Depression Survival - a Personal Account
Created | Updated Jun 25, 2009
This entry gives the unique experience of one Researcher who has battled through depression and serves as an example and as an inspiration to us all.
Dark Seasons of the Soul
I remember the phone call quite clearly: I'd phoned in sick to my (hellish) workplace that morning because I couldn't leave the house again. Instead of the boss, it was a fellow workmate who answered the phone. I didn't get much of a chance to speak.
'Oh is that you Suzy? Let me guess, you're not coming in... as usual.'
Just a simple sentence, but those words stung me to the core. My inherent unworthiness had been noticed. I couldn't hide it anymore. People weren't prepared to put up with my s**t any longer. I had no right to be paid. So I did the only thing I could. I put the phone down and curled up into a foetal position in bed. The curtains were drawn and they would stay drawn all day. This had become my life.
I used to wonder if I was really depressed at all - if I hadn't just convinced myself of it in order to get attention. A person cannot be a friend to his or herself feeling like that. After so much punishment from outside and in, the body and psyche buckle. Life becomes one long damage limitation exercise. The isolation builds gradually, and people drift away. I couldn't bear the humiliation of just sitting there with nothing to say, so I gave up meeting my friends or going out. I couldn't tell my parents - I didn't want them to worry.
But the paradox was, I did want them to worry. I'd already envisioned how my funeral would be and had even chosen the music. They would regret not having had sufficient time to spend with me. They would be sorry about my upbringing. For a long time I had been screaming, 'somebody do something!' in my own way. And no one had answered. They had just carried on being happy, living, working, achieving things. It was a bus I couldn't catch. I felt I was hammering on a one-way mirror - soundproof; and clear enough to show other people's glories, whilst rendering my own desires invisible.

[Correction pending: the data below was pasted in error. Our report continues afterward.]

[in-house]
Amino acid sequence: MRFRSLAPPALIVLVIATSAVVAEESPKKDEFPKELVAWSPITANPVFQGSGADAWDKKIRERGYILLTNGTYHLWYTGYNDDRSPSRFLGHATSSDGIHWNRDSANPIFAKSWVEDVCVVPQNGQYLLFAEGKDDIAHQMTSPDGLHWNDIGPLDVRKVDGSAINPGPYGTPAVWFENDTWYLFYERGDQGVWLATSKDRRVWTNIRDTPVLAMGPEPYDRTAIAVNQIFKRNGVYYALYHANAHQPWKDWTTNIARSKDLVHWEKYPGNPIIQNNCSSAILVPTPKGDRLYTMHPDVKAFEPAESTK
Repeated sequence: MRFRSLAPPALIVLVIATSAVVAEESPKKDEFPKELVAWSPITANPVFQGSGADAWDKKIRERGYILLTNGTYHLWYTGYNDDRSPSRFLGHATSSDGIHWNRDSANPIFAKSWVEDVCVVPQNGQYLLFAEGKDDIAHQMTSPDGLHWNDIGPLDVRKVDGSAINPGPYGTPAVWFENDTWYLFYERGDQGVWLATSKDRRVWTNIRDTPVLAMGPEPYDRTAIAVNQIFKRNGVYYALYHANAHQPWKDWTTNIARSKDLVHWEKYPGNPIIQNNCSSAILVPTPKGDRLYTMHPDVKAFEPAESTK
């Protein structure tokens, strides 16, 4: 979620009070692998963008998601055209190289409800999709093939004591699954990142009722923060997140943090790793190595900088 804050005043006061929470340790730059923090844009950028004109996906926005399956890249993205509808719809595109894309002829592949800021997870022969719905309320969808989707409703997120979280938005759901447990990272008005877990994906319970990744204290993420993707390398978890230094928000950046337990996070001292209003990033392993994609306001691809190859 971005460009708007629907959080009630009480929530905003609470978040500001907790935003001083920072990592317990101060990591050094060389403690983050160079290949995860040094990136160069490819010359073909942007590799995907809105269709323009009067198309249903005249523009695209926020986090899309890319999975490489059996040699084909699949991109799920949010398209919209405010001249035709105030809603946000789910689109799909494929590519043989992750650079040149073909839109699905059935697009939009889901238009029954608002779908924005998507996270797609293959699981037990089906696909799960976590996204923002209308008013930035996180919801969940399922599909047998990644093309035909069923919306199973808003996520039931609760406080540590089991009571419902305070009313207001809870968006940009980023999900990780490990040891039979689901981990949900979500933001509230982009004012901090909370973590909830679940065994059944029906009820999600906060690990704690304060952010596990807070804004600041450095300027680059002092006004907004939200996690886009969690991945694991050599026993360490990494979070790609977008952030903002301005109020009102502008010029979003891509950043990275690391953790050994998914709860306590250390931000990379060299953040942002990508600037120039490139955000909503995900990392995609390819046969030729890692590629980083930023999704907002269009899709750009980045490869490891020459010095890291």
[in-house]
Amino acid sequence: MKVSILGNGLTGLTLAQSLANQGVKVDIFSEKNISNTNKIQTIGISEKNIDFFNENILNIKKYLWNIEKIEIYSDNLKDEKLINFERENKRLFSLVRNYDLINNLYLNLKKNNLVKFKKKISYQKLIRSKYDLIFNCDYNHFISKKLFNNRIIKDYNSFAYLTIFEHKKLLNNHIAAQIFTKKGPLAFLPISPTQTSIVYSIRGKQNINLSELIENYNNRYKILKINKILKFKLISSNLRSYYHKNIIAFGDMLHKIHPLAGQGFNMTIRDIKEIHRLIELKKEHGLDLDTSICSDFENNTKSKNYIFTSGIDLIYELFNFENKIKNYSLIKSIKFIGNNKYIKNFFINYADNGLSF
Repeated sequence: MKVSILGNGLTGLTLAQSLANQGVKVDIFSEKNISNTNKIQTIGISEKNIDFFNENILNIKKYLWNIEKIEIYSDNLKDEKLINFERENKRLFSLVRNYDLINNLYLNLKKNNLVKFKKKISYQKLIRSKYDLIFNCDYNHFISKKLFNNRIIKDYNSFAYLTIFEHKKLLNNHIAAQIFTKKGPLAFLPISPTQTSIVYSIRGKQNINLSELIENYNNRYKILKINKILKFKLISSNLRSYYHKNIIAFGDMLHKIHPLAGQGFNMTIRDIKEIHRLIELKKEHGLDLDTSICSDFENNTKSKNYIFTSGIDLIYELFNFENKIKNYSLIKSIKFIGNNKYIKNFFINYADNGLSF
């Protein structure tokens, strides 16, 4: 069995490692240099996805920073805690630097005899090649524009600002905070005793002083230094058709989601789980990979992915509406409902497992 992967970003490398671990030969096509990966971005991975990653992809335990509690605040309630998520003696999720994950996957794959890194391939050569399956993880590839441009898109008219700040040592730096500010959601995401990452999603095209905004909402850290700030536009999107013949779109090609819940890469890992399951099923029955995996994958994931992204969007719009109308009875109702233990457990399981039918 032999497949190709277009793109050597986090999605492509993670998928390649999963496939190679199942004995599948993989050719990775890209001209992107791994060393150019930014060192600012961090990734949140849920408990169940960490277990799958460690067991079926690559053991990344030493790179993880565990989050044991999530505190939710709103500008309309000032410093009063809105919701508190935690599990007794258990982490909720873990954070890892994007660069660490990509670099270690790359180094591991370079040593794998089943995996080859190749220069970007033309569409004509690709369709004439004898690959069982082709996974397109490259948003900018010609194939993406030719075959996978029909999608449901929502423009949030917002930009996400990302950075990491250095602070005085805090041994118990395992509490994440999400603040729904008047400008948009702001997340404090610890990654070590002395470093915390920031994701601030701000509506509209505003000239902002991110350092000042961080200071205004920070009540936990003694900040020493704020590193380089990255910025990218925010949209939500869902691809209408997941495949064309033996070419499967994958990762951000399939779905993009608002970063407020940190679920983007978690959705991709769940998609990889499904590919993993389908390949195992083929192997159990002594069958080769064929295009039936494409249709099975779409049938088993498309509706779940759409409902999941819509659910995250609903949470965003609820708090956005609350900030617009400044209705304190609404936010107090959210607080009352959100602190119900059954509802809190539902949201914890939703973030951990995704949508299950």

First the reading stopped. I'd always been an avid reader but now my books were gathering dust. They spoke of meaningless things, and it was hard to concentrate anyway. I was distracted by unwanted thoughts, often very abstract but unbelievably painful that would come at the worst possible times. I remember I once felt sorry for a chocolate rabbit because it was about to be eaten. I didn't know such extreme sensitivity was possible. All my senses were assaulted - sounds became magnified and traumatic, yet taste and touch dulled.
It was much easier to live in a vacuum when stimulus became painful. No phone calls were allowed and I made my very first 'Do Not Disturb' sign. Of course I hated the cowardly measures I took. I hated myself enough to physically attack myself. It seemed to make sense, translating the invisible pain to visible wounds. Other times I would fancy that I might contract cancer, there'd be no shortage of sympathy then. The news would make me cry. How could there be hope for anybody with war, famine and pestilence scourging the planet on a daily basis? How could I expect any help when so many people were much worse off than me?
I decided to leave my job. I couldn't bear the social contact, and was ill-equipped to deal with the pressure. I cursed myself for fleeing, even if it was a survival technique. But I did survive. Only now have I been able to identify what it was that triggered a recovery.
Despite my best efforts to ignore it, the Sun shone outside. I had been voluntarily housebound for weeks so I went out into the garden to get some air. There was a rake leaning against the wall and I took it with me without really thinking.
It was spring, most definitely, and translucent green threads were pushing up through the ground. I used the rake to comb through weeds and unearthed a violet.